plea for assistance

Dorian E. Gray israfel at eircom.net
Fri May 21 15:36:56 EDT 2004


Robyn said...

> A couple of chapters from a more generic school story. I am thinking a
> Chalet book, and I'm quite willing to take suggestions on which one. The
> more cliched the better, in some ways.

I can do you almost any Chalet book you like (I'm missing about 15 or 20
from the whole 69-book series!).  I also have a whole bunch of other school
stories, from Enid Blyton to far more obscure ones.  If you give me an idea
of the particular kinds of cliches you'd like incorporated, I'm sure I can
find something appropriate.

Not in any way to denigrate Deborah's offer, but if you really want to go
with the Chalet School, I'd recommend something from the middle of the
series, when the school is based in the UK - Austria (first part of the
series) and Switzerland (latter part of the series) are rather exotic
locations that are...well, less cliched (for a school story)!

Hm.  Possible cliches...Wimpy (or Unruly) New Girl Does Not Fit In.  Our
Heroine Saves The Day.  A Prank Is Played.  The Prefects Mete Out Justice.
Our Heroine/A New Girl Wins The Match At The Last Minute.  The Midnight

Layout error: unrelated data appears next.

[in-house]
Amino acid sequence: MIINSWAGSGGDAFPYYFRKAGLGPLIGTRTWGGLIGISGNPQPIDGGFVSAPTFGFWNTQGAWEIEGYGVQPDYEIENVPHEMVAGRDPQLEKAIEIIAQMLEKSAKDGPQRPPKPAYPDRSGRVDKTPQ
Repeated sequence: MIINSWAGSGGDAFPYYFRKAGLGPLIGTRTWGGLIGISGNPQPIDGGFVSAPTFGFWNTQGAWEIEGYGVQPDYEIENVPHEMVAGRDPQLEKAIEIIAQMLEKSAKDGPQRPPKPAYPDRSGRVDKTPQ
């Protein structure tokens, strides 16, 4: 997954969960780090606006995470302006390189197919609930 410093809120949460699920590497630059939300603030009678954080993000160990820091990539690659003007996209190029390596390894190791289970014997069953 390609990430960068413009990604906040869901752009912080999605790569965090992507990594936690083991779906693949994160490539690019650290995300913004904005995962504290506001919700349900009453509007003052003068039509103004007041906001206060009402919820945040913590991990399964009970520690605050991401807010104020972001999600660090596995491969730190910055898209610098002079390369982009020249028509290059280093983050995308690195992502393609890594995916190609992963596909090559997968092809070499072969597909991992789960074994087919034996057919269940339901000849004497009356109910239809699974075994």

Feast.  Snobby Girl Is Shown The Error Of Her Ways.  Jealous Girl Tries To
Break Up A Friendship.

I could go on, but I won't.  The midnight feast, incidentally, seems mainly
to be the preserve of Enid Blyton; I can only think of one in the Chalet
School series (which ends in disaster) and none in any other school story I
own.  But I can find you plenty of example in all the others in the Chalet
School.

Or, of course, there is possibly the Worst School Story Ever Written,
entitled "The Hoax of a Lifetime", which contains a memorable scene
involving the Bad Girl, Our Heroine, and a red-hot poker.  (I love that
book; it's so absurd!)

Anyway, let me know.

Until the sky falls on our heads...

Dorian.
--
Dorian E. Gray
israfel at eircom.net
www.livejournal.com/users/dorianegray

"It is a tale told by an idiot, full of sound and fury, signifying nothing."
-Wm. Shakespeare, "Macbeth".


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